Purpose earns Commitment – When employee and managers understand how important their purpose and contributions are to an organization it creates a higher level of commitment. Purpose creates a committed workforce that takes their work and their role very seriously. They don’t have the “it’s not my job mentality” but rather the purpose drives them to ask the question of how can I better contribute my gifts and talent to add more value to the organization. They become committed not to you as a leader, but to the shared purpose! That’s powerful.
Purpose is what transforms performance from being “driven” to being “inspired” We can no longer follow the old command and control style of leadership where we “drive” people to perform better at work. Another word for drive, is to force. Would you enjoy someone else driving your car and driving you around? No, you want control of your car, how it’s driven and ultimately the destination. The same is true in the work environment. People don’t want to be managed, they want to be led. People don’t want you to drive as a leader, they want to be inspired by you as a leader and that inspiration comes from them understanding the purpose of their work and how important their contributions are to the whole purpose and vision of the organization.
Purpose creates a sense of care. Employees and managers will start to care about making a difference together and develop a “WE vs. ME mentality.” This eliminates self-agendas, arrogance in leaders, and self-seeking ambition. The “we” mentality says we are all in this together, sink or swim. No one is successful unless we are all successful. If you want to create purpose and a whole new culture of commitment and unity, start using the language of purpose and you will see tremendous and sustainable results in both your performance and your bottom line.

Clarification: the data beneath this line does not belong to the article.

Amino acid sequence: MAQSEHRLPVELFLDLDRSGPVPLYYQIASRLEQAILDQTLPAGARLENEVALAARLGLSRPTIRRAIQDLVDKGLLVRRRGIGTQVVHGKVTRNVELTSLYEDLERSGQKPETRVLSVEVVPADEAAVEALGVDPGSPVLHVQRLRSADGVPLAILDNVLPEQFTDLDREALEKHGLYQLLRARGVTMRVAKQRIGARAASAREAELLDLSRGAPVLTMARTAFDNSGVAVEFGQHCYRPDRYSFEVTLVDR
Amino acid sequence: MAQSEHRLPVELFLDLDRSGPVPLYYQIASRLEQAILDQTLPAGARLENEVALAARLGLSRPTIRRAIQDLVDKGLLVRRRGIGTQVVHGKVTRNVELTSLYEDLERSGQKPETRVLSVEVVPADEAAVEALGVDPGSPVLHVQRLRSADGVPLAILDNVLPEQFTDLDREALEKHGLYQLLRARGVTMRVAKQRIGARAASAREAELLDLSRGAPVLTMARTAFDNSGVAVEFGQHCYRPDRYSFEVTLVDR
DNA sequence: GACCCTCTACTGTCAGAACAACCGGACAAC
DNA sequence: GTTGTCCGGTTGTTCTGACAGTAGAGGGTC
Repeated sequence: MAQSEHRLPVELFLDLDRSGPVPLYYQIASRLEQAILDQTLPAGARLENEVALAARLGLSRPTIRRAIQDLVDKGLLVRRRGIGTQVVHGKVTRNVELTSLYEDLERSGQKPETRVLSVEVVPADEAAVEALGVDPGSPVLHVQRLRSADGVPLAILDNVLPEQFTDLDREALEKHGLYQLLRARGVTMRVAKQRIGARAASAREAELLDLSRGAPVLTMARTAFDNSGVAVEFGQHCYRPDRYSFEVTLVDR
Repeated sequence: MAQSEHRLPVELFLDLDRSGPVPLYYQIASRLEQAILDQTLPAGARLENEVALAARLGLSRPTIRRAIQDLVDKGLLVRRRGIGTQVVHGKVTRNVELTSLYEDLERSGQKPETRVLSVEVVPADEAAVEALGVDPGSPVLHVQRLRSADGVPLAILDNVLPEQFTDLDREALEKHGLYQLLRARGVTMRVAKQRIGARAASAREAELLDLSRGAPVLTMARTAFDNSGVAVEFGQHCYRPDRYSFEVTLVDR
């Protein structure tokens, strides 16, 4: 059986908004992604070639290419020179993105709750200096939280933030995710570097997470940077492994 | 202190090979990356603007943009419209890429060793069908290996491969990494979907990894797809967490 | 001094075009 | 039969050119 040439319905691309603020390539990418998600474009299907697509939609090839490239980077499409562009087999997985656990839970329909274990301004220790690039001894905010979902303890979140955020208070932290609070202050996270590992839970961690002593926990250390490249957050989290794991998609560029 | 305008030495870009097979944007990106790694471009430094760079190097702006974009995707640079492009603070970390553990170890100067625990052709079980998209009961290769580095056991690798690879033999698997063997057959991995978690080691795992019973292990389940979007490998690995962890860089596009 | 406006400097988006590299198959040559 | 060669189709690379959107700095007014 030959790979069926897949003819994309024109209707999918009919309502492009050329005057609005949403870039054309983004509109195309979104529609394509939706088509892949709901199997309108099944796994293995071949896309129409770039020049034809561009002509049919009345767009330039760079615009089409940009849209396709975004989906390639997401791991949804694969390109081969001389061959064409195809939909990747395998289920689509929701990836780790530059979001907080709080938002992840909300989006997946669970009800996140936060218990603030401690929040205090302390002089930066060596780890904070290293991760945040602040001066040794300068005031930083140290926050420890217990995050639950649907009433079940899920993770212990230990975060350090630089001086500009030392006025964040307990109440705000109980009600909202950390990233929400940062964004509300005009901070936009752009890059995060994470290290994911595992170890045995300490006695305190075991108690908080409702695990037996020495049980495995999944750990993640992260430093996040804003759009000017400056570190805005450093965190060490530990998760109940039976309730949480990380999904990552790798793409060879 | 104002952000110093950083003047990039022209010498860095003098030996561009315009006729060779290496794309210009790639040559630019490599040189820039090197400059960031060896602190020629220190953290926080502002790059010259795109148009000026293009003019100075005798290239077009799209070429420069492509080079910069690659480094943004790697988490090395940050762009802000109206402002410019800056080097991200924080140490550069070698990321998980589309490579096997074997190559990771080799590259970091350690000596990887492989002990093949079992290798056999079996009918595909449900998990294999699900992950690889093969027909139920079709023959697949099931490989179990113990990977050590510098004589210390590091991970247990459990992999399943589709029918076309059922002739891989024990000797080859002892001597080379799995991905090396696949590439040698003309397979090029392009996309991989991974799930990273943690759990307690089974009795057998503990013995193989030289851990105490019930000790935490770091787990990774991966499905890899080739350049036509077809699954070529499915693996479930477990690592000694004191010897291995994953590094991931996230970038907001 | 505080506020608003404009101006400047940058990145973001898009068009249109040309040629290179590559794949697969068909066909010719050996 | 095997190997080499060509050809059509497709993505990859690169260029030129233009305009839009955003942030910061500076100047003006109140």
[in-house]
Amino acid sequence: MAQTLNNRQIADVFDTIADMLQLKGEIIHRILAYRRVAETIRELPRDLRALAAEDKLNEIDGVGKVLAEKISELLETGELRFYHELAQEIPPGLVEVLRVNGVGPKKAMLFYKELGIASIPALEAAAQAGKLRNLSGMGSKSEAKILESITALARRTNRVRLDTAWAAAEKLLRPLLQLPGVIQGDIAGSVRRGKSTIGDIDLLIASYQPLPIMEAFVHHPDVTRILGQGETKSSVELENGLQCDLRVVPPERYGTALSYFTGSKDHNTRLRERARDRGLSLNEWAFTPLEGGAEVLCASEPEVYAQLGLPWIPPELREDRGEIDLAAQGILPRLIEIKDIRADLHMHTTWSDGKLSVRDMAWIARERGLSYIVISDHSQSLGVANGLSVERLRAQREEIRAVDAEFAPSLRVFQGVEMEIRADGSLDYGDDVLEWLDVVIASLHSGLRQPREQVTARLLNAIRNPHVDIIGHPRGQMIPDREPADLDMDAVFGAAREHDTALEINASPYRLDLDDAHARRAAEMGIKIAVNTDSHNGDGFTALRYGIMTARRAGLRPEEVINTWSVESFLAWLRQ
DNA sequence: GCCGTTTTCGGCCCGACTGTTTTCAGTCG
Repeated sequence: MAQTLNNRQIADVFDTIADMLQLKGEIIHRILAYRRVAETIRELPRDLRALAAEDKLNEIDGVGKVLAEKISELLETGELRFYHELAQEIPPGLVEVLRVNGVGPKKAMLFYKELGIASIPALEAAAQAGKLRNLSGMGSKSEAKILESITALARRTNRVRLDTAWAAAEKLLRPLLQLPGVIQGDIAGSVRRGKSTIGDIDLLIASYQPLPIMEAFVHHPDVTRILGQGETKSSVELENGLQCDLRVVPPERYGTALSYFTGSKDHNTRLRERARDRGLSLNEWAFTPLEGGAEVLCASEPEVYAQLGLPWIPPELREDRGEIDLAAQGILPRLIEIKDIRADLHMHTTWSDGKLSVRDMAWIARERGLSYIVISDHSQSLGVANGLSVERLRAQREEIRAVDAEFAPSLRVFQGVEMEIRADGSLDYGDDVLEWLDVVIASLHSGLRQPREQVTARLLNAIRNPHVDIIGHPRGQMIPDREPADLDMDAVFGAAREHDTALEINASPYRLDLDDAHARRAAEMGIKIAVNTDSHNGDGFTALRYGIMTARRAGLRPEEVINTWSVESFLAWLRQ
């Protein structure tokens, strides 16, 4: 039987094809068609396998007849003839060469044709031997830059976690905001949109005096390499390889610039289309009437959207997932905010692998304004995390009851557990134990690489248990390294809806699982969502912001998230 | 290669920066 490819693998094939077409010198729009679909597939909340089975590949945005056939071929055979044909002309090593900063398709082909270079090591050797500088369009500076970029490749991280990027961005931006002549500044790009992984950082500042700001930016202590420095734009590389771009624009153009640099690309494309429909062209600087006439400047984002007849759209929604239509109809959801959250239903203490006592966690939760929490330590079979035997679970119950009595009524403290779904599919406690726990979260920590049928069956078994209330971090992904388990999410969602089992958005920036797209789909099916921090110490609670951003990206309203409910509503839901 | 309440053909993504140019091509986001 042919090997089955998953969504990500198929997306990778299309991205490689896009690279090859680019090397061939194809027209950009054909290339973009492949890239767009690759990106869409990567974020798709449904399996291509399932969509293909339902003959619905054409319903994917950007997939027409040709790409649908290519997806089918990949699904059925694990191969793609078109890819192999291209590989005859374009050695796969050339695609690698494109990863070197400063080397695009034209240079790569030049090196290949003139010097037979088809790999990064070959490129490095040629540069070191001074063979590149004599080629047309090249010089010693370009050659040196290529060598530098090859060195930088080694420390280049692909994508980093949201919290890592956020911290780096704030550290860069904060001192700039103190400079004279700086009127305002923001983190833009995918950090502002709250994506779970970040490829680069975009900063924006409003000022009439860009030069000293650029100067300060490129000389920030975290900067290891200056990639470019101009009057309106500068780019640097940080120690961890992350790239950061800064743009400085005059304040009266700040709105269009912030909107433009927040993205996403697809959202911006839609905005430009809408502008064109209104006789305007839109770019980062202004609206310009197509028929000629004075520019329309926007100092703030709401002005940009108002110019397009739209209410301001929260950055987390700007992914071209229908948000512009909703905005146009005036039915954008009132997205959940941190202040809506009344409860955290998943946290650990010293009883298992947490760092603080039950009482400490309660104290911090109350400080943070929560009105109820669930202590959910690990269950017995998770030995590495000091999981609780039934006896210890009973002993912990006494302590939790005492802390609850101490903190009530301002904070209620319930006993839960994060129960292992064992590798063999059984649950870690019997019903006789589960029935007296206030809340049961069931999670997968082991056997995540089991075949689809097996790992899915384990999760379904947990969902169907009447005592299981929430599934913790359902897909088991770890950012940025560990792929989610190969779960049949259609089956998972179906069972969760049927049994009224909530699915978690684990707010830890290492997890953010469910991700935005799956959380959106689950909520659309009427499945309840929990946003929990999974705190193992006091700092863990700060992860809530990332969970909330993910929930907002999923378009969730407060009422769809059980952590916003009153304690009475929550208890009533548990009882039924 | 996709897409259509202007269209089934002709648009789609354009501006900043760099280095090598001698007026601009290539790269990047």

The beauty of this is I have aligned my brand, my talent, my energy, and my experience in helping you create this new culture of purpose within your government department and organization. You don’t have to do it alone. Your leaders don’t have to do it alone.
My mission and purpose are to help leaders and organizations solve their most pressing problems by infusing the organization with a new shared sense of purpose. I can help.
I close this article with these powerful considerations in the form of questions:
What is the purpose of your leadership?
What is the purpose of your work?
What is the purpose of your life?
How many days do you have left to live?
How many days can you afford to waste?
It’s time for a change. It’s time to work from a position of purpose. It’s time to become a Purpose-Driven Leader!
Your managers and employees are not tired. They are simply uninspired.
Are you ready to solve your most pressing problems?
Are you ready to adopt the Purpose-Driven Leadership principles within your organization?
Let’s start the conversation. Call 734-756-9114 or email me directly.